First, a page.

November 6, 2011
Never since has there arisen a prophet in Israel like Moses, whom the Lord knew face to face. (34:10)
All good things must come to an end . . . including the story of Moses. That’s what we have here in Deuteronomy 34. This is the end of a book, the conclusion of a great soul. It offers up the how and when of Moses’ death, and then give an appraisal of his importance. This is his obituary, his final listing in the Jewish scriptures. It is not the last time Israel would summarize what he did
“Never since has there arisen a prophet like Moses…” Never since.
The book of Deuteronomy is written hundreds of years after the life and death of this man. The writers of this book are looking back to assess their own history. They realize Moses has been founding father to them, a man of critical importance. If it hadn’t been for Moses, they wouldn’t have ended up where they are. They would still be slaves under Pharoah’s thumb. God would have had to use different people for more modified success. Never since.
Never since has there been a family like the Gibbons family. The Gibbons family moved to this little railroad town and decided they needed a church. They had ties to the missionary work of the Gospel. They wanted a church that spoke to them and for them, a church that would make a difference in the world. They couldn’t find such a church, so they started one. This one. Never since has there been a family like the Gibbons family, in starting First Presbyterian Church. They hoped, of course, there would be a Second Presbyterian Church, a Third Presbyterian Church, and so on. But they were the ones who got it started.
Never since has there been a mother like Lois. I don’t think any of you knew her, but I did. She waited in her hospital bed for her 85th birthday. When it arrived last Wednesday, she decided she had enough and she fell into the arms of her Savior. She was the mother of five children. Arguably I was the sixth one, based on the number of times that I ate at her table. Her oldest son Mark was my good buddy.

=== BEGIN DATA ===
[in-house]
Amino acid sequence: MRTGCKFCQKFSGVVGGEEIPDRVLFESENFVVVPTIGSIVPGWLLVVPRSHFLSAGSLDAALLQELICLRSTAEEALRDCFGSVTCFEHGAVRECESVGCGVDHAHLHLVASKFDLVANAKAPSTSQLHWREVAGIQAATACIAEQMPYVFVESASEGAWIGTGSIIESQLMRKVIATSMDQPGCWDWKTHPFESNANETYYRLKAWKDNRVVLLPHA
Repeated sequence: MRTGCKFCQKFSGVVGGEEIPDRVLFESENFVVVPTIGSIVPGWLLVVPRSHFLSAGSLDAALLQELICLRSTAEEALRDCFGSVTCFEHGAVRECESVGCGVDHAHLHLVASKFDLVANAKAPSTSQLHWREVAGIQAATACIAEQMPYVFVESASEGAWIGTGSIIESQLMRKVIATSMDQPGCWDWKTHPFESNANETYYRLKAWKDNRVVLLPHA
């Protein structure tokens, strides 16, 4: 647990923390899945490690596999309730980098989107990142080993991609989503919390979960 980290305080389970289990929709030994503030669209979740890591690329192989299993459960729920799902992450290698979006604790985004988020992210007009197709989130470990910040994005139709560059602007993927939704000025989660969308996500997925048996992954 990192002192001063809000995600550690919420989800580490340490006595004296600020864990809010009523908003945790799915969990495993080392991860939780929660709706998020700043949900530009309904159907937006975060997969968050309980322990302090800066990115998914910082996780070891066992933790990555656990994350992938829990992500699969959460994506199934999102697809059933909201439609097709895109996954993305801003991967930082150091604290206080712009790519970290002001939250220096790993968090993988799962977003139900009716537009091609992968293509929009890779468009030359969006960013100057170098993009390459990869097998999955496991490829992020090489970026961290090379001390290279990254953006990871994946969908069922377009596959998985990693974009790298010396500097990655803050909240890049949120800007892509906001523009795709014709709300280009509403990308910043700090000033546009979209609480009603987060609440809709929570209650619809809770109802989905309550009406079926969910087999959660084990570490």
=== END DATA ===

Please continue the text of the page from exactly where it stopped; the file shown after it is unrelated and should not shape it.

“Ma” (as I called her) was always telling me to stay for supper. When we laid her to rest yesterday morning, her five children testified to her goodness and hospitality. “My mother’s life was a life of service,” said one of her grown kids. “She put everybody else in front of her.” They acknowledged her as their caretaker. Now, in silence, they hear her commissioning them to be caretakers of one another, and caretakers of the world. Listen to how their testimony began: “Never since . . .”
We have our long parade of saints whom we honor and remember. We think of those people today who have gone before us. Our lives are now different because of who they were. Perhaps they gave us birth. Or they entered our lives at a critical moment, said what needed to be said, did what needed to be done. We cannot pretend that they were not here before us, blazing the trail and clearing the path. Can you think of a name? Can you remember a name?
Never since have I had a teacher like Mabel Bensley. She asked me to stay after class while the rest of the kids were released to the playground. “Billy,” she said, “I wanted to talk to you when the other children weren’t around. Sometimes it seems like you are a little bored when the rest of us are working through a lesson. I wanted to give you something to extra to work on, something that I think you might enjoy.” It was a copy of The Adventures of Tom Sawyer. Up until then, I thought teachers were supposed to teach you what you already knew, wipe your nose, and make sure your shoes were tied. It never occurred to me that a teacher could challenge you to grow.
And the day I was ordained as a minister, she sent me a little note. It said, “I knew this day would come, because I had praying for it to happen for years. Mrs. B.” My professors at Princeton never wrote a note like that, but she did. She pushed me, challenged me, believed in me. Never since have I had a teacher like Mrs. B.
Never since has there been a pastor like Edgar Frank. I was raised before his voice, and I don’t remember ever fidgeting. My parents remember, but I don’t. When Rev. Frank preached, everybody leaned forward, mostly because his voice was as soft as golden silence. You could hear a pin drop because he talked so quietly. That was his way of securing your attention. We had to lean forward as an act of faith, trusting that he was going to say something essential, offering up some word we could not live without.